Once your early analytics work starts to show business value, you may find yourself with more project proposals than you can reasonably take on. You’ll need a project prioritization process. Here’s how Intel does it.
In 2011, a small team within Intel’s IT department started looking for ways to more accurately predict the computing demand required to test chip designs.
By knowing when certain resource-intensive steps would take place and how much memory each test would require, Intel could make more efficient use of its large computing server grid, scheduling more concurrent tests without running out of memory or processing power.
The stakes were high: For every 1 percent of efficiency gained, Intel would save $1 million a year. The team of five spent six months applying advanced analytic techniques to data from test simulations, finding design process improvements worth more than $10 million a year.
The team, now known as the Advanced Analytics group, has been swamped with project requests ever since—even as the group has grown to approximately 100 members. To prioritize proposed projects, it analyzes the strength of business unit support and collaboration, the quantity of high-quality data, and the size and extent of the potential impact, among other factors.
Today, projects the team deems worth pursuing could last a year and yield returns much greater than those of the chip design simulation project.
Demanding high returns on projects “makes very clear that this is the order of magnitude of value that we are expecting,” says Moty Fania, Intel IT’s principal engineer for big-data analytics.
The team’s work still includes plenty of exploration and experimentation, though. “Almost always you start looking at the data with a hypothesis or assumption in mind,” he says. “But sometimes you find a different signal in the data that you weren’t expecting, and that becomes the important thing.”
But sometimes you find a different signal in the data that you weren’t expecting, and that becomes the important thing.
2. The right problem. The question the analytics team is seeking to answer must matter to the business. Addressing this problem also requires understanding how any solution fits into the organization’s existing business processes, systems, and staffing arrangements.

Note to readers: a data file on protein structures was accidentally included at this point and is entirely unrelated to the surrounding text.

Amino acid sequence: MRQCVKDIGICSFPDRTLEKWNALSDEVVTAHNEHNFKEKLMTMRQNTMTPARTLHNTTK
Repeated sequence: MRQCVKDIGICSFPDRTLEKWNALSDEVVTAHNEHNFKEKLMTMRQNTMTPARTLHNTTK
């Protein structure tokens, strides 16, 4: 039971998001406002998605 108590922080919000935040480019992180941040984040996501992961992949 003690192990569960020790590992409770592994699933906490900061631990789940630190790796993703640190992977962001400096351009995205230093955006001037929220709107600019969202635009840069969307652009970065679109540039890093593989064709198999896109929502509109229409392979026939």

In this case, the problem aligned perfectly with the organization’s mandate to increase sales. Top managers pledged to carry out business process changes, if necessary.
3. Data. The analytics team has to determine if there’s enough high-quality data to make an analytics project feasible and worthwhile.
The team carried out a pilot project for one geographical area of the inside-sales organization that managers knew had a high-quality data set. Successful tests with this data showed that the analytics project held promise, which justified work to upgrade the data quality in other areas.
4. Resources. The analytics team, working with the sponsor organization, has to evaluate what individuals, skills, tools, and processing power are needed for the project to succeed, and whether they’re available.
The analytics group had a team in place working with the inside-sales function. And sales leaders made people available to the analytics team.
5. Time. The analytics team should assess whether it can achieve results for the project within a desired time frame. You want to quickly demonstrate value to the organization.
For the inside-sales example, a pilot project yielded strong results in short order. This justified more work on a broader data set.
In many cases, the conversation starts in one place, and we end up tweaking it, and we end up with a different solution.